Who knows what GamePlanner is doing, but Airbnb just bought the company

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One of the most interesting stories on the site this week – for me personally as a hardware and AI nerd and according to our “how many people read this story” tools – was Brian’s meeting on the Humane AI pin . The product is a matchbook-sized marvel full of technology, including 32GB of storage, a multifunctional 12-megapixel camera. Its pièce de résistance, however, is a laser projection system capable of displaying information on any surface, even your palm. The device is a voice-first device, offering a seamless AI-driven experience with proprietary and OpenAI integrations, including GPT-4. It’s not just a gadget; it’s a glimpse into a future where AI is as wearable as a pin and as personal to your daily routine.

The other part of AI that I think about is why we are collectively happy to let AI do some jobs but bristle at others. A lot of this appeared to me when I thought about the assumptions that are basic to human nature: Making art, worrying about things we shouldn’t worry about, and other activities. What does it mean to be human, anyway?

Finally, Airbnb acquired the AI ​​startup GamePlanner.AI, founded by Adam Cheyer and Siamak Hodjat, in a secret deal rumored to be around $200 million. The co-founders are responsible for Samsung’s Siri and Bixby assistants. GamePlanner is shrouded in mystery, but its acquisition suggests Airbnb may be working on a travel concierge service. GamePlanner is Airbnb’s first acquisition since 2019 and it’s first as a public company.

Let’s see what else is on the site this week. . .

Beep boop, I’m a robot

Image Credits: Civitai

We are getting closer and closer to getting AI-powered robots that can learn to interact with the physical world, improving repetitive tasks in different sectors. The challenge in robotics is to create high-quality datasets for physical interaction, which requires a fleet of robots for diverse data collection. Deep reinforcement learning is critical for success, argues Peter Chen, co-founder of Covariant. He claims that enabling robots to adapt and refine their strategies lays the groundwork for this change, predicting a surge in available robotic applications by 2024.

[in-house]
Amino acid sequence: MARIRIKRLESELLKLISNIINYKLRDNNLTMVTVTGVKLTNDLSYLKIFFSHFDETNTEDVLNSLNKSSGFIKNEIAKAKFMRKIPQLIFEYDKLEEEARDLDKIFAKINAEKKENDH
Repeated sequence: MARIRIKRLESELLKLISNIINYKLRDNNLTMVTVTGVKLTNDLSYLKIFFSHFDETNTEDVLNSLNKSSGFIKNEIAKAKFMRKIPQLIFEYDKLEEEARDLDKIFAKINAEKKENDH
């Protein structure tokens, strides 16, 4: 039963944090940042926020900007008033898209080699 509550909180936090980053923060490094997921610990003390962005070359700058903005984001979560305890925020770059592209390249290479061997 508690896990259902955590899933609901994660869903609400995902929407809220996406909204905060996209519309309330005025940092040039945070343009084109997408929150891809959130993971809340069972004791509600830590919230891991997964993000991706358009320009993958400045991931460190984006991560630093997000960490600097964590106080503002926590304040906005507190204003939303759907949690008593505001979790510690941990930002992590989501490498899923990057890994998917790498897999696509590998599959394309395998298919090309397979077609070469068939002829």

Meanwhile, in France, Romain observed that several startup ecosystems – including French AI startups such as Abog, Finegrain, Gladia, Mistral AI, and Scenario – indicate that France is becoming a major AI hub. He says this is due to a strong talent pool – and, of course, prominent venture capital activity, with companies such as Index Ventures actively investing in AI startups.

More AI nuggets:

Startup shrugs: Atlas, a 3D generative AI platform, has launched with $6 million in seed funding after two years of development in stealth mode. Its purpose is to make world design easier for games development.

Like Flickr, but for Gen AI: Civitai, a generative AI content marketplace, provides a platform for users to share and discover AI-generated image models based on Stable Diffusion. The startup experienced significant growth, leading to a $5.1 million round of funding from a16z, at a $20 million valuation.

ChatGPT, remove the weel: Ghost Autonomy, a company that develops autonomous driving software, has partnered with OpenAI and landed a $5 million investment to explore the use of multimodal large language models (LLMs) in self-driving cars. Talk about making hallucinations high stakes, y’all.

The robot can see you now: Forward Health launches CarePod, a self-contained and stand-alone medical station powered by AI, designed to perform clinical tasks found in primary care offices, such as tests of blood and blood pressure readings, without requiring a doctor or nurse to. – site.

Helloooo, land to begin with

Rendering BuildCasa - House house

Image Credits: BuildCasa

In the context of a funding winter where investment activity is at a three-year low, founders, especially those approaching Series A funding, are facing challenging times. I really enjoyed the guest article by Katie Konyn and Daniela Restrepo on TC+, discussing how to use LinkedIn to raise funds. They recommend growing a network, interacting with investors without pitching immediately, maintaining visibility through regular updates and achievements, and building reciprocal relationships. It’s a long game, they concluded.